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Silevo Modules From Solar City Will Be Included In China-US Trade Case

It’s official mow: cSolar City logoounter to its request for an exclusion, SolarCity’s Silevo modules are to be included in the US trade case against Chinese products. This information was made public in a preliminary ruling this week.

According to PV-Tech, SolarCity presented an argument that its ‘Triex’ solar cells are a thin-film technology and shouldn’t be included.

SolarWorld, the petitioner in the case, argued that the cells have a crystalline silicon substrate and should be added. SolarCity argues that the amorphous-silicon layers added to that substrate determine the type of cell Triex technology represents. Both sides presented their technical information to the Department of Commerce.

A final decision on this case is expected on June 23rd.

US-China trade shutterstock_393025543In a statement issued to PV Tech prior to the preliminary ruling, a SolarCity spokesperson said, “The Silevo modules are manufactured with a c-Si substrate, but the substrate is not what defines a cell. In production, numerous a-Si thin film layers are applied to the substrate to create an a-Si thin-film product, which is outside the scope of the Orders.”

SolarCity contends this will negatively impact its US manufacturing facility:

“SolarCity acquired Silevo in part to significantly expand solar manufacturing in the US – we’ve already moved Silevo’s R&D and pilot manufacturing to California from China and we’re building the largest solar manufacturing facility in the Western Hemisphere in New York. SolarWorld offers an inferior product, and are trying to protect their own selfish interests by attempting to make other solar technology more expensive for customers.”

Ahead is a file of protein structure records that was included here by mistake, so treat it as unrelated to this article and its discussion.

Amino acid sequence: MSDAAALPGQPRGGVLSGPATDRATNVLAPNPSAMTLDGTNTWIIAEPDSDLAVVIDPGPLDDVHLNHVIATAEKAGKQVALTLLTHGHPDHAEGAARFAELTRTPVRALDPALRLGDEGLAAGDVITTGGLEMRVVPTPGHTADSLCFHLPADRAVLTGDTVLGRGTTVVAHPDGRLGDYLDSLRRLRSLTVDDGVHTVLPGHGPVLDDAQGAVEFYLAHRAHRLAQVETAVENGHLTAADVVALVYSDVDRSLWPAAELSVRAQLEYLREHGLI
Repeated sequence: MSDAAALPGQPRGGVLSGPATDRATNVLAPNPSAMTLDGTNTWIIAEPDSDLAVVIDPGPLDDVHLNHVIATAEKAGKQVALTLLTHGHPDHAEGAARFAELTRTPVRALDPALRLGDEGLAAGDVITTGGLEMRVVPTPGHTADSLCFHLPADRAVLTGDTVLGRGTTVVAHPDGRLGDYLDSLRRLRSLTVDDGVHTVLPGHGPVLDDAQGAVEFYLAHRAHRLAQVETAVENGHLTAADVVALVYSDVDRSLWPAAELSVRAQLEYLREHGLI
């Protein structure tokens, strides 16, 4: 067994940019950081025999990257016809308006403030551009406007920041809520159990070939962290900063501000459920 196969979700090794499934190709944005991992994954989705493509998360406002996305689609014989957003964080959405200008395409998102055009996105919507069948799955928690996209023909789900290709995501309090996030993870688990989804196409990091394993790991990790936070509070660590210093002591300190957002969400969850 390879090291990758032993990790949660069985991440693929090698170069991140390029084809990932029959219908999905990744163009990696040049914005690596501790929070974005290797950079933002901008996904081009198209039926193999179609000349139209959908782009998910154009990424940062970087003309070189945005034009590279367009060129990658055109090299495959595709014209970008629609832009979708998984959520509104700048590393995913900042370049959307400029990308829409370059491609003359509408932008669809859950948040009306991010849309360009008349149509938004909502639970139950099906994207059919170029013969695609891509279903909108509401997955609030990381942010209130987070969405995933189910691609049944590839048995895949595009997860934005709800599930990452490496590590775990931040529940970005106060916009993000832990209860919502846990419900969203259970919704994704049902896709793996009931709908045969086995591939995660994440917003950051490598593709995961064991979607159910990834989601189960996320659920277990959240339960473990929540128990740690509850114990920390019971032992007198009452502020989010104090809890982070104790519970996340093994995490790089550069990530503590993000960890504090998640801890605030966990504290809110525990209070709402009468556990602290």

Silevo products imported from China to the US would be charged upfront duties at customs, effectively reducing the product’s competitive pricing. SolarCity’s facility in Buffalo, New York will produce Silevo solar cells and modules by volume making their inclusion in the case dependent on where its cells are produced and the amount of transformation work done to any wafers that it imports into the US.

SolarWorld has argued because Silevo’s Triex cell has a crystalline silicon substrate and a p-n junction, it should be included in the scope of the case. “They have a p-n junction so they are covered and the same is said of other bifacial and hybrid cells,” a SolarWorld spokesperson said.

Image via Shutterstock

 




4 comments
  1. Chris

    If they truly wanted to manufacture the cells in New York, as they “sort of” claim in their release, then there would be no import duties, as the cells wouldn’t be imported. Solar City still plans to import Chinese-produced cells to be manufactured into modules in New York, and the cells manufactured in China are still being sold below cost to try and dominate the global market and force all other countries out of the business. In these specific cells, the fact that they are a c-Si substrate is what makes them cheaper to manufacture, which is the essence of the trade case.

    Solar City is just trying to get around the tariffs and duties so that they can continue to reap their ridiculously high margins, while manufacturers continue to operate barely cash-positive, and in China, at a loss. Their greed makes them the perfect shill for China in their attempt to steal the market.

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